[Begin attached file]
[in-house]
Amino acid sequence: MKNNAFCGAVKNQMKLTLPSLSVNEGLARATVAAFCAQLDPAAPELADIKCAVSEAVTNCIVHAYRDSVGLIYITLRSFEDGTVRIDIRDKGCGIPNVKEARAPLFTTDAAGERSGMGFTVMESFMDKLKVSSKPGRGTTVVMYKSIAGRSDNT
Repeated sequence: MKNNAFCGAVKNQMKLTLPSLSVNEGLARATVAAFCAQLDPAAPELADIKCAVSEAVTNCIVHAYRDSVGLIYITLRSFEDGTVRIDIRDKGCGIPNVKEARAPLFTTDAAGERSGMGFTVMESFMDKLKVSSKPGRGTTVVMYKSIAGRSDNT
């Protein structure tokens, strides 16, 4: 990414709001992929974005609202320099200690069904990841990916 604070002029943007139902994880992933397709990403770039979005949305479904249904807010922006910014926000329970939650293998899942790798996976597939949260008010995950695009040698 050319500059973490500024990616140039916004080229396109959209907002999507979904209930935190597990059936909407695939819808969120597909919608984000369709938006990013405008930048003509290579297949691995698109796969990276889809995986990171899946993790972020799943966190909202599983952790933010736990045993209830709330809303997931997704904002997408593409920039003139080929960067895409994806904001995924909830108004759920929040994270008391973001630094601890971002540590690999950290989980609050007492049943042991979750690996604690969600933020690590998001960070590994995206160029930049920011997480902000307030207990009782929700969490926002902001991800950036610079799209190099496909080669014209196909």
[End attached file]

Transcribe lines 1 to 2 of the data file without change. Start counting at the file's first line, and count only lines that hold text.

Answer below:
[in-house]
Amino acid sequence: MKNNAFCGAVKNQMKLTLPSLSVNEGLARATVAAFCAQLDPAAPELADIKCAVSEAVTNCIVHAYRDSVGLIYITLRSFEDGTVRIDIRDKGCGIPNVKEARAPLFTTDAAGERSGMGFTVMESFMDKLKVSSKPGRGTTVVMYKSIAGRSDNT